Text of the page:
A Company's Purpose

May 13, 2018

I used to teach finance courses. Inevitably the question, “What is the purpose of a company?” would come up. Like robots, students answered, “To increase shareholder wealth.” Frankly, this answer terrified me. Was this really what we were teaching them? Increasing shareholder wealth is necessary for survival, but shareholders are only one of five constituencies of a corporation. The other constituencies are employees, the government, the community, and debt holders.

The five constituencies of a corporation

Let’s discuss the easy ones first—debt holders and the government. Debt holders need to be paid. A soaring stock value or share buy-backs help shareholders, but debt holders want to see cash flow. The company needs cash to make interest payments and to pay off bonds. Like all of the constituencies, debt holders want to see a successful company, but they are looking at a different line on the balance sheet. The government wants taxes paid, regulations followed, and laws respected. Pretty simple.

The next two, employees and the community, get a little bit stickier. Maslow’s pyramid is a good guide for employees. First, employees need a living wage and a sense of job security. Second, they need to feel safe at work, protected from physical danger. Third, employees require some social comfort in the work environment. They need to work free of bias from discrimination due to race, nationality, gender, or a sexually hostile environment. If this social element is missing, the safety step can become threatened.

Maslow's Pyramid

Finally, the company needs a good relationship with the community where its operations are settled. When the community feels safe and supported by the company, the community reciprocates by providing willing employees and a trusting attitude.

Even with these glossed over explanations, satisfying these constituencies is a lot more than simply increasing shareholder wealth.

The chemical industry is an excellent example of how critical these other constituencies are to a successful company. For most chemical companies the safety of their employees and the community is listed as the company’s first consideration. Employees are trained in safe operation of the equipment, what to do in an emergency, and what you absolutely never, ever do. In fact, I cannot go to visit a chemical company headquarters, a simple office building, without watching a safety video about safe practices and what to do in an emergency.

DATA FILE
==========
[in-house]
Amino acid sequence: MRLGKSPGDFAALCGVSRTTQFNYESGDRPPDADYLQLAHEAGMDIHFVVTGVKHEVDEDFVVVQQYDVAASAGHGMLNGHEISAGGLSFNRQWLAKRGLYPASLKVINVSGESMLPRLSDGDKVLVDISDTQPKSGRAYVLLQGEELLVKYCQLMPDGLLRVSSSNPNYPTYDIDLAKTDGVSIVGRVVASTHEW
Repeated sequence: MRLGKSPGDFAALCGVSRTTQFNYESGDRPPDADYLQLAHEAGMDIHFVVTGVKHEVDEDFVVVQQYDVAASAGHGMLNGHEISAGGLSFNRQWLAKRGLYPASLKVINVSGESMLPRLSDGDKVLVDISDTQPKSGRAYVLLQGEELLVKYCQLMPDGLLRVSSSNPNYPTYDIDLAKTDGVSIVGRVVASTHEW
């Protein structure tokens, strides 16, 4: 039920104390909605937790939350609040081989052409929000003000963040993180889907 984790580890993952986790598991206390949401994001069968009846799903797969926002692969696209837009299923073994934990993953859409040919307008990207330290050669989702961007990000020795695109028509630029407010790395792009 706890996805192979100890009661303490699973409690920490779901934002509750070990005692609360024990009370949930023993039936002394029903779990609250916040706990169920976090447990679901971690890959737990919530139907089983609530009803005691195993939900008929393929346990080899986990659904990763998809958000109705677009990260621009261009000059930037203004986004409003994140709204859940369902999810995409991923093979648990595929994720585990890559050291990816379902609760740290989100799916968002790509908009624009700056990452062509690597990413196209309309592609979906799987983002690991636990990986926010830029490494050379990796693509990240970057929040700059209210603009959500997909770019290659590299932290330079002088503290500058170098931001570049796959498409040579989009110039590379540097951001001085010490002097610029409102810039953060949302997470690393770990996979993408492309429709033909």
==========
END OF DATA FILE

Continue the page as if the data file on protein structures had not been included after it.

In the communities surrounding chemical plants, management has a close relationship with community leaders. Nearly all chemical producers are signatories to the global Responsible Care program that pledges “to improve environmental, health, safety and security (EHS&S) performance for facilities, processes and products throughout the entire operating system” (American Chemistry Council).

Indeed the chemical industry’s relationship with the government is far different from almost any other industry. Safety, production standards, water and waste disposal, air quality, transportation, and just about everything that goes on in a chemical plant is regulated by the government or subject to some oversight agency. In this instance, the industry not only must follow the regulations, but help to formulate them because of the rapid development of new technologies and products.

Finally, because its industry is truly global, with operations all over the world and products shipping across oceans, chemical producers must have highly developed ethical guidelines and a superior knowledge of the laws on conducting business. Due to its inherent complexity, a chemical company has a special obligation to all of its constituencies.

Chemical companies have been turning to Nexant’s Energy & Chemical Advisory for forty years for insights about government regulations, safety, and financing. Nexant contributes to business solutions that increase profitability, yes, but also take into account its clients’  whole ecosystems.

You might now see why I, as a proud member of this industry for forty years, am terrified by those who name “increasing shareholder wealth” as the singular objective of a company.